Observation of vascular injury after freezing: investigating the response of normal skin and subcutaneous AT-1 tumor tissue to cryosurgery in the dorsal skin flap chamber

Nathan E. Hoffmann, David J. Swanlund, John C. Bischof

Research output: Chapter in Book/Report/Conference proceedingConference contribution

2 Scopus citations

Abstract

A study was performed to test the hypothesis that host response injury, specifically vascular injury, causes the majority of tissue necrosis at the edge of a frozen region and therefore determines the size of the lesion seen after in vivo freezing. The dorsal skin flap chamber (DSFC) implanted in the Copenhagen rat served as the cryosurgical model. There was a statistical correlation between the region of vascular stasis and the region of tissue necrosis, and the lesion sizes were statistically similar for tumor and normal tissue which are dissimilar save for the presence of a vasculature. The minimum temperature required to cause this damage was much higher than the temperature required for AT-1 cell destruction in vitro, and was similar to temperatures which caused vascular injury in other studies. These results lend support to the addressed hypothesis.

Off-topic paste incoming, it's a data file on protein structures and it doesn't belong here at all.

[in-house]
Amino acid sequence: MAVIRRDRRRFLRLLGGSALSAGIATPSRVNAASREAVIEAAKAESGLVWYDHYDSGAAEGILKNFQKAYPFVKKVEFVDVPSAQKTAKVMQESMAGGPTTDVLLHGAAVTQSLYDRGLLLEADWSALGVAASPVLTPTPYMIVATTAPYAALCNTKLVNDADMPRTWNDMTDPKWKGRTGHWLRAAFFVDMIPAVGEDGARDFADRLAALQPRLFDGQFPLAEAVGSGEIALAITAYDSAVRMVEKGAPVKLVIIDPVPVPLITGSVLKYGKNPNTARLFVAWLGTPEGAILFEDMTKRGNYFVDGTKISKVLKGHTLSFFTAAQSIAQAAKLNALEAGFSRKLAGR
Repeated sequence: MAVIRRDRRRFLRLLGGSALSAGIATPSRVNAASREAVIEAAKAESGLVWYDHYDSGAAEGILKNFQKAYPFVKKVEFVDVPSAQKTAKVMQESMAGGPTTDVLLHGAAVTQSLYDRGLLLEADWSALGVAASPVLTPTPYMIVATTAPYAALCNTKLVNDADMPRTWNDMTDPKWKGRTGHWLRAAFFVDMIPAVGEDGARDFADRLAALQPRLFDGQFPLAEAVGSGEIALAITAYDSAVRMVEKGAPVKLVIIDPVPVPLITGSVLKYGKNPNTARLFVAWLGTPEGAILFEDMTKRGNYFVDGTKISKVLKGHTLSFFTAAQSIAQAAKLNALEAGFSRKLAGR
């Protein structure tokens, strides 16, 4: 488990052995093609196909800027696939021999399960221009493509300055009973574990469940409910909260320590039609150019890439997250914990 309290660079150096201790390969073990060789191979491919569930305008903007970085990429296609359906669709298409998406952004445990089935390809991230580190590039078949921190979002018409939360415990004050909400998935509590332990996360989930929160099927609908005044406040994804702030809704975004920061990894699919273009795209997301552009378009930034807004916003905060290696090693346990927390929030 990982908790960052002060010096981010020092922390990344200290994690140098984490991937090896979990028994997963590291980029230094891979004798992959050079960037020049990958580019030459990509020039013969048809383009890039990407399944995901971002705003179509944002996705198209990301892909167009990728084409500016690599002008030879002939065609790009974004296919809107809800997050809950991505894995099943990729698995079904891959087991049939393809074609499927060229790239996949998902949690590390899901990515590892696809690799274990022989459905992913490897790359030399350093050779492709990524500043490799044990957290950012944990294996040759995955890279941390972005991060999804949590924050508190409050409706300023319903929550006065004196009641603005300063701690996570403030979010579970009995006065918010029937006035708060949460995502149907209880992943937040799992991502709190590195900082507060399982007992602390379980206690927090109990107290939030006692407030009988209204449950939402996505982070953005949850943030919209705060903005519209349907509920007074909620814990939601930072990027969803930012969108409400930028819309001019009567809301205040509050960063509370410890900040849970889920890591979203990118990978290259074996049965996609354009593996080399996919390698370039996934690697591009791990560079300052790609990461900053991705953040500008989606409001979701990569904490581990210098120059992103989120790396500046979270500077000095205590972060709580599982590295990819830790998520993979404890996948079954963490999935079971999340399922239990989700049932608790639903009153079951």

Original languageEnglish (US)
Title of host publicationAmerican Society of Mechanical Engineers, Bioengineering Division (Publication) BED
PublisherASME
Pages39-41
Number of pages3
Volume44
ISBN (Print)0791816435
StatePublished - Dec 1 1999
EventAdvances in Heat and Mass Transfer in Biotechnology - 1999 (The ASME International Mechanical Engineering Congress and Exposition) - Nashville, TN, USA
Duration: Nov 14 1999Nov 19 1999

Other

OtherAdvances in Heat and Mass Transfer in Biotechnology - 1999 (The ASME International Mechanical Engineering Congress and Exposition)
CityNashville, TN, USA
Period11/14/9911/19/99

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